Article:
Homes. Sci Total Environ, 2017. 592: p. 488-494.1 16. Shao, D.Q., et al., Cardiorespiratory responses of air filtration: A randomized crossover2 intervention trial in seniors living in Beijing Beijing Indoor Air Purifier StudY, BIAPSY. Science3 of the Total Environment, 2017. 603: p. 541-549.4 17. Park, H.K., et al., Effectiveness of air purifier on health outcomes and indoor particles in homes5 of children with allergic diseases in Fresno, California: A pilot study. J Asthma, 2017. 54(4):6 p. 341-346.7 18. Brugge, D., et al., Lessons from in-home air filtration intervention trials to reduce urban8 ultrafine particle number concentrations. Build Environ, 2017. 126: p. 266-275.9 19. Maestas, M.M., et al., Reduction of personal PM2.5 exposure via indoor air filtration systems10 in Detroit: an intervention study. J Expo Sci Environ Epidemiol, 2019. 29(4): p. 484-490.11 20. Spilak, M.P., et al., Evaluation of building characteristics in 27 dwellings in Denmark and the12 effect of using particle filtration units on PM2.5 concentrations. Building and Environment,13 2014. 73: p. 55-63.14 21. Weichenthal, S., et al., A randomized double-blind crossover study of indoor air filtration and15 acute changes in cardiorespiratory health in a First Nations community. Indoor Air, 2013.16 23(3): p. 175-84.17 22. Vyas, S., N. Srivastav, and D. Spears, An experiment with air purifiers in delhi during winter18 2015-2016. PLoS ONE, 2016. 11(12).19 23. Langer, S., et al., Perceived indoor air quality and its relationship to air pollutants in French20 dwellings. Indoor Air, 2017. 27(6): p. 1168-1176.21 24. Fang, L.W., D; Clausen, G; Fanger, P, Impact of indoor air temperature and humidity in an22 office on perceived air quality, SBS symptoms and performance. Indoor Air, 2004. 14: p. 74-81.23 25. Rotko, T.O., L.; Kunzli, N.; Carrer, P.; Nieuwenhuijsen, M.; Jantunen, M., Determinants of24 perceived air pollution annoyance and association between annoyance scores and air pollution25 (PM2.5, NO2) concentrations in the European EXPOLIS study. Atmos Environ, 2002. 36: p.26 4593-4602.27 26. Shaughnessy, R.J. and R.G. Sextro, What is an effective portable air cleaning device? A review.28 Journal of Occupational and Environmental Hygiene, 2006. 3(4): p. 169-181.29 27. Novoselac, A. and J.A. Siegel, Impact of placement of portable air cleaning devices in multizone30 residential environments. Building and Environment, 2009. 44(12): p. 2348-2356.31 28. Whitby, K.T.A., G.R.; Rubow, K.L., Dynamic mod...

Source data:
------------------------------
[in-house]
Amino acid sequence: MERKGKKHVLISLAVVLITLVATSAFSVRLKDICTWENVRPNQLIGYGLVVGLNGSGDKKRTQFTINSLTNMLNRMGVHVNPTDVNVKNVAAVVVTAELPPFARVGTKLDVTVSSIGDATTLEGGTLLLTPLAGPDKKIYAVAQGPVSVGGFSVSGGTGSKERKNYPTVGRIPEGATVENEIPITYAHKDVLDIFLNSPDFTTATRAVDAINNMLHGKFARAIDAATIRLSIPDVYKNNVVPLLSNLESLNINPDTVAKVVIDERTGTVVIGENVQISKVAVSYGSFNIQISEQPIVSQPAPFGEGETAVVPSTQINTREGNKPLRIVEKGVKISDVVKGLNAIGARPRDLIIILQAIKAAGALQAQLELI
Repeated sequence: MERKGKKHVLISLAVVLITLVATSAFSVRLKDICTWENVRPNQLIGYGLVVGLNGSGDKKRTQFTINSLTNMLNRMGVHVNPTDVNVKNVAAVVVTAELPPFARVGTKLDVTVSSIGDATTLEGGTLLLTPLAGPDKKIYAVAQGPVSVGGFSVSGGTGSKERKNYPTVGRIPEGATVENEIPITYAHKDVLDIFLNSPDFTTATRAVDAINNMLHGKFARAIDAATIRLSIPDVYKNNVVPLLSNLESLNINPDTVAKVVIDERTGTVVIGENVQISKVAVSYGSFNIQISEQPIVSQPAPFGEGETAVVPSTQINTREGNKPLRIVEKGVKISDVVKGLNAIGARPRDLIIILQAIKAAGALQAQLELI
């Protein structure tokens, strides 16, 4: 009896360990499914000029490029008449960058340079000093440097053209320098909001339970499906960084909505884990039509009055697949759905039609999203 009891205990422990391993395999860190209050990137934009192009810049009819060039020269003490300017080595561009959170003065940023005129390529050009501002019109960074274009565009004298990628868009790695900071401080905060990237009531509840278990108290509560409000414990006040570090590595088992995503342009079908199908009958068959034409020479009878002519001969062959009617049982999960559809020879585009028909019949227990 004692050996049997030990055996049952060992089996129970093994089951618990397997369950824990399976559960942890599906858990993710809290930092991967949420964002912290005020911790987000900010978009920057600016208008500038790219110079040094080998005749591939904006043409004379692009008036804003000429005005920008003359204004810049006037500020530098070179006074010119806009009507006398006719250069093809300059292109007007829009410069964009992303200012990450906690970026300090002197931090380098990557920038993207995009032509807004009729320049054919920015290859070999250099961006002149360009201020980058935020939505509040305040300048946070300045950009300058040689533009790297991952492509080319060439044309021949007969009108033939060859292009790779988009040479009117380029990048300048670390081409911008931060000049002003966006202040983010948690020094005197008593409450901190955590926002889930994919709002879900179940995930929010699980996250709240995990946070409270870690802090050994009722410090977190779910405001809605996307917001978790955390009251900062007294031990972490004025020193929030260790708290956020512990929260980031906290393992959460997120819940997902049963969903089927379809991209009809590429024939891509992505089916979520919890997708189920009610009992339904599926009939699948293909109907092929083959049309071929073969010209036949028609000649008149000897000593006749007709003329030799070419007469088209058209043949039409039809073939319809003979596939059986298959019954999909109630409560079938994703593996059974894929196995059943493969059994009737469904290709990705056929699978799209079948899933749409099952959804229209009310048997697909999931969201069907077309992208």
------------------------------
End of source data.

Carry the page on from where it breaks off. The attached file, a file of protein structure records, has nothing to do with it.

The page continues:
Homes. The buildings located at Drive in East York are two separately licensed nursing homes and as such, will be operated independently of each other. For the purpose of this collective agreement, persons will be employed at Leisureworld or Leisureworld Part time employees (employees who work less then twenty four (24) hours per week may be employed at more than one location covered under this collective agreement, however, each location is deemed a separate entity for employment purposes. DATED AT TORONTO THIS DAY OF FOR THE EMPLOYER FOR THE UNION APPENDIX For existing North employees who elected, as their option. status North Proration Formula Accrual and payment of paid holidays and all benefits including shared cost for all employees shall be on a prorated basis of hours regularly worked in relation to (75) hours The calculation of proration percentage shall be determined by dividing the hours paid in the previous predetermined period by and then multiplying by Effective July the prorate formula divisor will be changed to hours. The predetermined period shall coincide with the posting of the seniority list) Hours paid in calculating proration formula will include When an employee is on: